In these unprecedented times when people are encouraged to stay indoors and keep their distance when outdoors, many are wondering how they can stay physically active and continue to reap the benefits of physical fitness. We reached out to researchers from the University of Toronto’s Faculty of Kinesiology and Physical Education for tips and insights on everything from whether or not continuing to exercise is a healthy practice at this time to how to exercise together while apart.
Professor Ira Jacobs, dean of KPE, Professor Catherine Sabiston, Canada research chair in physical activity and mental health, Assistant Professor David Frost, director of the Master of Professional Kinesiology program, and Assistant Professor Daniel Santa Mina, an expert in exercise and cancer, share their thoughts below.
Should we continue to exercise in the middle of a pandemic?
Ira Jacobs: There is no research completed yet about the adaptations and responses to exercise for those who are infected with COVID-19. But, there is a substantial knowledge about exercise and other viral diseases that is likely applicable to COVID-19. Importantly, exercise involves multiple stressors to the human body that elicit a wide range of physiological responses, among them an immunological response.
So, by continuing to exercise we build immunity?
IJ: The key word here is “continue.” If you are already a regular aerobic fitness practitioner, then you are reaping some benefits of having a stronger and more effective innate or natural immune response to many inflammatory stimuli. However, there are other immunological reactions that are very dependent on antibodies being produced in the body in response to a viral threat, for example. Several days are normally required for such antibodies to be produced and the benefits of aerobic fitness to augmenting this type of immunity are less certain.
Exercise immunologists have also demonstrated that vigorous exercise or even a sudden change in exercise intensity caused by an intentional decision to have a “harder” training session can acutely and temporarily weaken the immune system. Moreover, adding additional stressors, such as a hot or very cold day or even psychological stress can all have synergistic effects that can further acutely weaken the immune system.
But maintaining regular exercise levels is advisable, correct?
IJ: Yes, regular exercisers can and should feel comfortable in maintaining a moderate intensity exercise routine to which they are already accustomed. Research also tells us that engaging in light-intensity movement has mental health benefits. This is not the time, however, to try to “up the ante” and avoiding high intensity exercise or a longer duration training bout than normal would be wise.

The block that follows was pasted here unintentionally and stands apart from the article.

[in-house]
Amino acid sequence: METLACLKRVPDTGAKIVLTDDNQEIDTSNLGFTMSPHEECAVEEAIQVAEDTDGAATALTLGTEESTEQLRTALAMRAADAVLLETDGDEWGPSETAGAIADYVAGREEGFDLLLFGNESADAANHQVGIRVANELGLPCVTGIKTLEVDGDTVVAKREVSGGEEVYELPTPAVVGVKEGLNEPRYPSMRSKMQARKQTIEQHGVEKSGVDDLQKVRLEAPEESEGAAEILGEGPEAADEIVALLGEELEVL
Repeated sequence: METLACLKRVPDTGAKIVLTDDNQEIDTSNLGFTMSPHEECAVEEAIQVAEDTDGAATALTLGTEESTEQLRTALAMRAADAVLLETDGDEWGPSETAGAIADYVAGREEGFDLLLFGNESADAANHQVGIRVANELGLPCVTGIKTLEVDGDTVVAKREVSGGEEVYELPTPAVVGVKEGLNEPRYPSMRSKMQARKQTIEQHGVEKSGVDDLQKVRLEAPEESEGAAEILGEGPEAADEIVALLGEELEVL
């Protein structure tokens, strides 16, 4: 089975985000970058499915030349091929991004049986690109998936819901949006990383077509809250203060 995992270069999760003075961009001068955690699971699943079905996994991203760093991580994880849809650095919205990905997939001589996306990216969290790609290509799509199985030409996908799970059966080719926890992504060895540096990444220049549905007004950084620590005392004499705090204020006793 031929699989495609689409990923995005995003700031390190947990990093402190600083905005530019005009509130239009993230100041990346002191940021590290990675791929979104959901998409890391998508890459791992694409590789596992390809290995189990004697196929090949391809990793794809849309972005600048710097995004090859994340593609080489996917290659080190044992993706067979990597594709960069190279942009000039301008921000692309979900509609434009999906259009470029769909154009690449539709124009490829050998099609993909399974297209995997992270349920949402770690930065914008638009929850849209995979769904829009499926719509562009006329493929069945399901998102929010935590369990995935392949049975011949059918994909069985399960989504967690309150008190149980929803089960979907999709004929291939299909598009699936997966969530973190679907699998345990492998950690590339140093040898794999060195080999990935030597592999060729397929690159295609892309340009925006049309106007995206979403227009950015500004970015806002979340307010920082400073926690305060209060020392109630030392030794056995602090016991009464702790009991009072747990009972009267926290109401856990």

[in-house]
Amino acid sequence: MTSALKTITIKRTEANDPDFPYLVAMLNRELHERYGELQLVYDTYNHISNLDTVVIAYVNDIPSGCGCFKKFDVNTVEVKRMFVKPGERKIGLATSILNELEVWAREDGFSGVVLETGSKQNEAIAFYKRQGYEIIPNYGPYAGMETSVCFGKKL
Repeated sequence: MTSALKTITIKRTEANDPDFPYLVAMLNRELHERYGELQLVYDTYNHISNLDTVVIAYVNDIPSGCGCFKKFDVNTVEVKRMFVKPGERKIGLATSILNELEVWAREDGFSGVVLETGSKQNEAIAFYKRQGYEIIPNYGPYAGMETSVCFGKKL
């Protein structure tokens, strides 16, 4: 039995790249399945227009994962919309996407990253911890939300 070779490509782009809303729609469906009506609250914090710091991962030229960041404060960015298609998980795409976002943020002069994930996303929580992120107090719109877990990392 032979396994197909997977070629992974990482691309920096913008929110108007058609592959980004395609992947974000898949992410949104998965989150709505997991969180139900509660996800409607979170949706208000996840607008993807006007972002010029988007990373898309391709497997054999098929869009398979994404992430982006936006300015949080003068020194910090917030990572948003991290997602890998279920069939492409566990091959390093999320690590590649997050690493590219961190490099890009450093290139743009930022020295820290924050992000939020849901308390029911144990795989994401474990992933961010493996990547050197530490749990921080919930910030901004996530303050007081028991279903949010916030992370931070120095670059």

What would you say to people who don’t exercise regularly, but want to use this time to start being more physically active?
IJ: I would say certainly feel free to start light and short and gradually work up to the recommendations of reputable organizations such as the Canadian Society for Exercise Physiology. Just remember that this is not the time to engage in high intensity exercise or long workouts if you’re not accustomed to either.
With gyms understandably off limits, how can we use our home as a gym? Are there household items we can use instead of gym equipment and how?
Catherine Sabiston: It’s a misnomer that exercise needs any equipment. Working on foundational strength, flexibility and agility can be done with no equipment and in limited space. Take advantage of fitness and lifestyle apps, many of which are free to help people get through this pandemic. Or follow some personal trainers on social media for exercise options. KPE’s Sport and Recreation program is also posting household exercise programs on their Instagram account.
Think about adding more exercise to your lifestyle using strategies like taking the stairs or walking around as much as possible, doing simple exercises such as push-ups off the couch, walking or running on the spot, or doing wall-sits, squats or planks while watching your favourite programs, waiting for the coffee to drip or feeding your kids or pets. Small actions done consistently will make a difference.
The bottom line is to keep moving. If you have a pedometer or an app on your phone that measures steps, it is a good time to enable it so you can be informed of the amount of movement you are doing daily. Set timers to get up regularly throughout the day and stand at the kitchen counter to work every now and then.
But be cautious, and as already mentioned, it is not the time to start a high intensity exercise program.